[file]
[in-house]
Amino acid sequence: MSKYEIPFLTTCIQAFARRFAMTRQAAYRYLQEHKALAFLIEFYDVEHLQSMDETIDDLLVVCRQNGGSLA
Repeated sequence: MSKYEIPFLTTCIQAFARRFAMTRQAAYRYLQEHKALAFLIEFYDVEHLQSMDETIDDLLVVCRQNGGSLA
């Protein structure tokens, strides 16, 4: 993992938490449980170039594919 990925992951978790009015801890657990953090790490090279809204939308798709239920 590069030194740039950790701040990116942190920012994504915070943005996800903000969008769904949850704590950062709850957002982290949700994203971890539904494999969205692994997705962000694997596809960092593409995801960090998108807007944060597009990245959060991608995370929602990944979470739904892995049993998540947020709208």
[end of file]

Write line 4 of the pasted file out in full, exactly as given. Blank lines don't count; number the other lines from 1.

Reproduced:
């Protein structure tokens, strides 16, 4: 993992938490449980170039594919 990925992951978790009015801890657990953090790490090279809204939308798709239920 590069030194740039950790701040990116942190920012994504915070943005996800903000969008769904949850704590950062709850957002982290949700994203971890539904494999969205692994997705962000694997596809960092593409995801960090998108807007944060597009990245959060991608995370929602990944979470739904892995049993998540947020709208």